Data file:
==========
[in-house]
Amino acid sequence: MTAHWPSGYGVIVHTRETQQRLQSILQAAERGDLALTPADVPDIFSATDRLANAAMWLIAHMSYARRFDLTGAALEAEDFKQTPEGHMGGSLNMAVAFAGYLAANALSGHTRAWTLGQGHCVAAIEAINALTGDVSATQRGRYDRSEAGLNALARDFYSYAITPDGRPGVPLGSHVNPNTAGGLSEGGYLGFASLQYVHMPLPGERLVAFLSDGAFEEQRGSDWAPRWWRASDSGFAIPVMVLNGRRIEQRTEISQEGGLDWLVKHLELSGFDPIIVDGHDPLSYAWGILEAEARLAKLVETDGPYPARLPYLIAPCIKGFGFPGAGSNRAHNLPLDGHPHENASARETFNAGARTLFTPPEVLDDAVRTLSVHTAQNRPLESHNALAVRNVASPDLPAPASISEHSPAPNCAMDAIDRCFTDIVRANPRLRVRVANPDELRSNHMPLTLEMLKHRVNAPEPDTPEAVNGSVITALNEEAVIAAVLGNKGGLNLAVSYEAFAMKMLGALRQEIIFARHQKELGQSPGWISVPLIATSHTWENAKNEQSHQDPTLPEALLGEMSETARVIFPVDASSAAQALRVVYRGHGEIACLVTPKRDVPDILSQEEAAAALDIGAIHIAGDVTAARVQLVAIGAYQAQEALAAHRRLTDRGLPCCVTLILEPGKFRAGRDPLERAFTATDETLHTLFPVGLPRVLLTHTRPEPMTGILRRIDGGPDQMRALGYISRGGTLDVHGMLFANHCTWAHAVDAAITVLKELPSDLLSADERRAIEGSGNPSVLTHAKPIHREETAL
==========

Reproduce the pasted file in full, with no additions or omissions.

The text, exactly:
[in-house]
Amino acid sequence: MTAHWPSGYGVIVHTRETQQRLQSILQAAERGDLALTPADVPDIFSATDRLANAAMWLIAHMSYARRFDLTGAALEAEDFKQTPEGHMGGSLNMAVAFAGYLAANALSGHTRAWTLGQGHCVAAIEAINALTGDVSATQRGRYDRSEAGLNALARDFYSYAITPDGRPGVPLGSHVNPNTAGGLSEGGYLGFASLQYVHMPLPGERLVAFLSDGAFEEQRGSDWAPRWWRASDSGFAIPVMVLNGRRIEQRTEISQEGGLDWLVKHLELSGFDPIIVDGHDPLSYAWGILEAEARLAKLVETDGPYPARLPYLIAPCIKGFGFPGAGSNRAHNLPLDGHPHENASARETFNAGARTLFTPPEVLDDAVRTLSVHTAQNRPLESHNALAVRNVASPDLPAPASISEHSPAPNCAMDAIDRCFTDIVRANPRLRVRVANPDELRSNHMPLTLEMLKHRVNAPEPDTPEAVNGSVITALNEEAVIAAVLGNKGGLNLAVSYEAFAMKMLGALRQEIIFARHQKELGQSPGWISVPLIATSHTWENAKNEQSHQDPTLPEALLGEMSETARVIFPVDASSAAQALRVVYRGHGEIACLVTPKRDVPDILSQEEAAAALDIGAIHIAGDVTAARVQLVAIGAYQAQEALAAHRRLTDRGLPCCVTLILEPGKFRAGRDPLERAFTATDETLHTLFPVGLPRVLLTHTRPEPMTGILRRIDGGPDQMRALGYISRGGTLDVHGMLFANHCTWAHAVDAAITVLKELPSDLLSADERRAIEGSGNPSVLTHAKPIHREETAL